A victim of design.  The storefronts of this shopping center used to be at the same level as Colesville Road, before the highway was raised to a more gradual slope to facilitate faster vehicle movement.  These shops have seen much higher business turnover than other commercial properties around the intersection since the change. 

 When a local resident on foot or on a bike gets in the way of a motorist on one of these arterial roads, drivers not only feel immediately inconvenienced, but also, in an odd way; offended.

The entire environment of the road sends drivers a message of speed, and then these slow moving objects get in the way, causing even the kindest of drivers to feel frustration and anger within a few seconds.

Saturday, June 7, 2014

Enjoying Northwest Branch Park

The Northwest Branch Stream Valley is a great place to enjoy the outdoors, especially in the warmer months when large trees offer shade from stifling heat.  The park is a great place for a hike or jog.  I'm sure most Four Corners residents have visited the park at least once, since it is easy to get to from Route 29 at the Burnt Mills dam.  The recent flood and its subsequent damage drew attention to this area.  The parking lots behind the two WSSC buildings provide a great access point to the Rachel Carson Greenway and the other trails that run through the park, and there are signs and visitor information for hikers at this location.

While the area around the dam is a nice spot, its a bit "touristy" meaning it's where most people go to access the trails.  On nice weekends, the trails on the east side of the creek which connect to these parking lots are often crowded with everyone from experienced hikers to families with small kids.  It's great that all these people are out enjoying one of Montgomery County's natural gems, but when the trails are crowded, it takes away from the rustic feel of the park.  The Burnt Mills dam area is the most popular spot to enter the park, but it is only one of several places where the trails of Northwest Branch can be easily accessed.  There are access points in all of the neighborhoods lining the park which lead to much less crowded trails, even on prime weekends when the parking lot by the dam is full.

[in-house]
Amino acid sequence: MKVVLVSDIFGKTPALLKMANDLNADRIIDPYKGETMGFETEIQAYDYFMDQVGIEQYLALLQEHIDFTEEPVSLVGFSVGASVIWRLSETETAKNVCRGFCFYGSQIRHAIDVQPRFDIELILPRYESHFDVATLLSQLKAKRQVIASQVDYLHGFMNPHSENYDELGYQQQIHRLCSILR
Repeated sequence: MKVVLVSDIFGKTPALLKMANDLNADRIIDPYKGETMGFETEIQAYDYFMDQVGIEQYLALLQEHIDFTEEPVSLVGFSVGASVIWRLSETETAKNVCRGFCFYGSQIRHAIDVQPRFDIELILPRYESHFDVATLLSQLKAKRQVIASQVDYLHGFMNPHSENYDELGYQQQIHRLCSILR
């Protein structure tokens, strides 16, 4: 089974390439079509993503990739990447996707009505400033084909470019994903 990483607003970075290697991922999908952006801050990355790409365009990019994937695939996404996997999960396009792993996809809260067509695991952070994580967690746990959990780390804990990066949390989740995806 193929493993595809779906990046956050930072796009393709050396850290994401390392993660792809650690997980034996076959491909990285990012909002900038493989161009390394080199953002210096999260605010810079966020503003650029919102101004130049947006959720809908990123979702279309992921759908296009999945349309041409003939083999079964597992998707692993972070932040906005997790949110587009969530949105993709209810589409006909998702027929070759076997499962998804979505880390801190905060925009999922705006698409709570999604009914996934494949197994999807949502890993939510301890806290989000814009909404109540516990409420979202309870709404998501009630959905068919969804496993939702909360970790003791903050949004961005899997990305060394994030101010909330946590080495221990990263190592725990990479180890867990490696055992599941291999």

Trees on the Woodmoor side of the creek near the Williamsburg Drive entrance.
  
Here are three of those alternate access points.  I will include relevant details such as trail connections and difficulty.  The trails I detail here are feeder trails into the main two trails, so the difficulty ranking only applies to the access trail and not the mainline trails which parallel the creek.


Tuesday, June 3, 2014

Birds Eye Views of Four Corners

Hello all.  I was on vacation in Ireland this past week, which is why the blog and the Facebook page sat idle for several days.  The trip was great, and I met several of my extended family who still live in Ireland.  While I had a lot of fun, its nice to be back home again.  I flew back last Sunday on an Aer Lingus flight from Shannon to Boston, where I connected to a jetBlue flight to DC (landing at Reagan National Airport).  The flight path took me directly over Four Corners.   

As my flight left Boston for DCA (that's National's airport code) I checked the weather in DC to see what the wind was like.  The skies were calm, so I figured the plane would approach DC from the north (the standard River Visual approach), flying over Montgomery County and along the Potomac River to the airport.  I sat on the left side of the plane to be in position to get pictures of Four Corners and DC from the window, since the right side would face upper Montgomery County and Northern Virginia.  The flight roughly paralleled I-95 all the way from Boston to DC, and as the plane was over Laurel, it began to turn west to get in position for final approach.  My assumption proved to be correct, and I had a great views of downcounty from my window.  Here are some pictures I took of Four Corners and surrounding areas in Montgomery and Prince George's counties.                   


Looking south and west down Colesville Road through Four Corners.  The intersection is at the center, with the most notable building being Blair High School.  The Beltway can be seen running across the middle of the image.  All photos by the author.